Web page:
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NASW Supports COVID-19 Vaccination Requirements and Strongly Urges All Social Workers to be Fully Vaccinated Against COVID-19

WASHINGTON, D.C. - The National Association of Social Workers (NASW) strongly supports workplace requirements that employees be fully vaccinated against COVID-19 or be regularly tested. NASW also urges all social workers to not only be fully vaccinated and receive boosters as recommended by the Centers for Disease Control and Prevention (CDC), but to be leaders in increasing vaccination rates in their communities.

“As an essential health profession providing services in numerous settings, and as trusted messengers in our communities, social workers play a key role in advancing science-based efforts to fight COVID-19,” said NASW CEO Angelo McClain, PhD, LICSW. “We have an ethical duty to not only comply with local public health requirements, but to help move the country beyond the pandemic, which has already claimed more than 808,000 lives since early 2020.”

Although vaccination rates are increasing, only 60 percent of Americans are fully immunized against COVID-19. Higher rates of immunization are imperative to curb and eliminate the spread of COVID-19, including the newly identified Omicron variant.

Unvaccinated people are placing not only themselves at risk but compromising public health and safety. This includes populations who are not yet eligible to receive the vaccines, such as children under age five. Additionally, people with mental health disorders and individuals who are socially marginalized or economically vulnerable — key populations served by social workers — are at substantially greater risk of getting infected, being hospitalized or dying from COVID-19.

Vaccines are effective in preventing COVID-19 infection, severe illness, hospitalizations and, most importantly, deaths. Compared to the vaccinated, the unvaccinated are 11 times more likely to die if they contract the virus. A recent study shows that in the United States, vaccines are five times more effective in preventing serious illness and hospitalization than a previous COVID-19 infection. Any risks associated with taking the vaccines are considerably less common and less serious than the consequences of contracting COVID-19, especially for certain groups that are at higher risk of severe illness. Immunization is a key tool in responding to this devastating virus.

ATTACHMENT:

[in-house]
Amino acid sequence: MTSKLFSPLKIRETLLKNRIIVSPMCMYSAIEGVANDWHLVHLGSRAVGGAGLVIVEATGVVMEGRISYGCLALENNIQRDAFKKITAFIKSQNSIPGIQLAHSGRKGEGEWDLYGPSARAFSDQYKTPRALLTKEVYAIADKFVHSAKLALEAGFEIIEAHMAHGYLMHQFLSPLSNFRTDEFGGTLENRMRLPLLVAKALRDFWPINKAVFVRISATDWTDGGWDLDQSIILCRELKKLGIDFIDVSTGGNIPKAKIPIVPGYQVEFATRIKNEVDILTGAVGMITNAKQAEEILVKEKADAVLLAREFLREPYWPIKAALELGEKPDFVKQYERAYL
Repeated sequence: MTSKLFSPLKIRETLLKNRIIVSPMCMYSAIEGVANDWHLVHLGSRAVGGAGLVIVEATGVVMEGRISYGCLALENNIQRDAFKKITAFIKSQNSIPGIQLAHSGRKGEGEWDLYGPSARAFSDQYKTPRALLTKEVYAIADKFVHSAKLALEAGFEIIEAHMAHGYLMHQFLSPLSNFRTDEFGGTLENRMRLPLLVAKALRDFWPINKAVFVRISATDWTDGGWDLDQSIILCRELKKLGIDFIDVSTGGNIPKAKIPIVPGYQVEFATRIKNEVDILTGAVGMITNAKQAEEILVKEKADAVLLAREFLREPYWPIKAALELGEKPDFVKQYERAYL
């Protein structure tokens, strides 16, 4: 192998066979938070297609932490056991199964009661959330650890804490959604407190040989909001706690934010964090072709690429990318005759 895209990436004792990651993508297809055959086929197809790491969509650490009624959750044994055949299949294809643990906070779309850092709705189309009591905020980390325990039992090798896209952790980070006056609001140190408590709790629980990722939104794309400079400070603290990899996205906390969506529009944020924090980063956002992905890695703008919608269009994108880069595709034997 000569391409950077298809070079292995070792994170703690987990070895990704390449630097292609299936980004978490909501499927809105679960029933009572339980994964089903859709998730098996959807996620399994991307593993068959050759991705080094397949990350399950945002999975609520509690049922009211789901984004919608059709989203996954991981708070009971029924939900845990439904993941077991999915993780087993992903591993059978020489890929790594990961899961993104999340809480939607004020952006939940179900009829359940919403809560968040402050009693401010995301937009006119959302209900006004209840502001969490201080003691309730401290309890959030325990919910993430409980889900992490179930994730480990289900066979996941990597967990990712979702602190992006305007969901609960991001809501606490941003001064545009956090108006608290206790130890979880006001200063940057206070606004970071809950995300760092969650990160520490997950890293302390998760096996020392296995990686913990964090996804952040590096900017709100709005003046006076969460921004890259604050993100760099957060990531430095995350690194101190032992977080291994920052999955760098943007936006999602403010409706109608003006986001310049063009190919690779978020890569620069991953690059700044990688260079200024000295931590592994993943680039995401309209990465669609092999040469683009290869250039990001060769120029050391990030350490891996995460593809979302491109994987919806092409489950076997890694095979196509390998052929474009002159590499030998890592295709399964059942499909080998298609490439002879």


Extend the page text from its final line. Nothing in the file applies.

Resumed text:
The NASW Foundation and the University of Texas at Austin Steve Hicks School of Social Work are partnering in a CDC-funded initiative, Connect to End COVID-19, to promote COVID-19 vaccine confidence and support vaccine decision making by social workers and their clients. The initiative includes training for social workers on motivational interviewing and other evidence-based models to facilitate effective client and family health decision making.

“Social workers bring valuable expertise in meeting clients wherever they are in their vaccination journey and supporting informed vaccine decision making by clients”, said CEO Angelo McClain. “NASW will continue to equip social workers to play this vital role in their communities and in society."

The National Association of Social Workers (NASW), in Washington, DC, is the largest membership organization of professional social workers. It promotes, develops, and protects the practice of social work and social workers. NASW also seeks to enhance the well-being of individuals, families, and communities through its advocacy.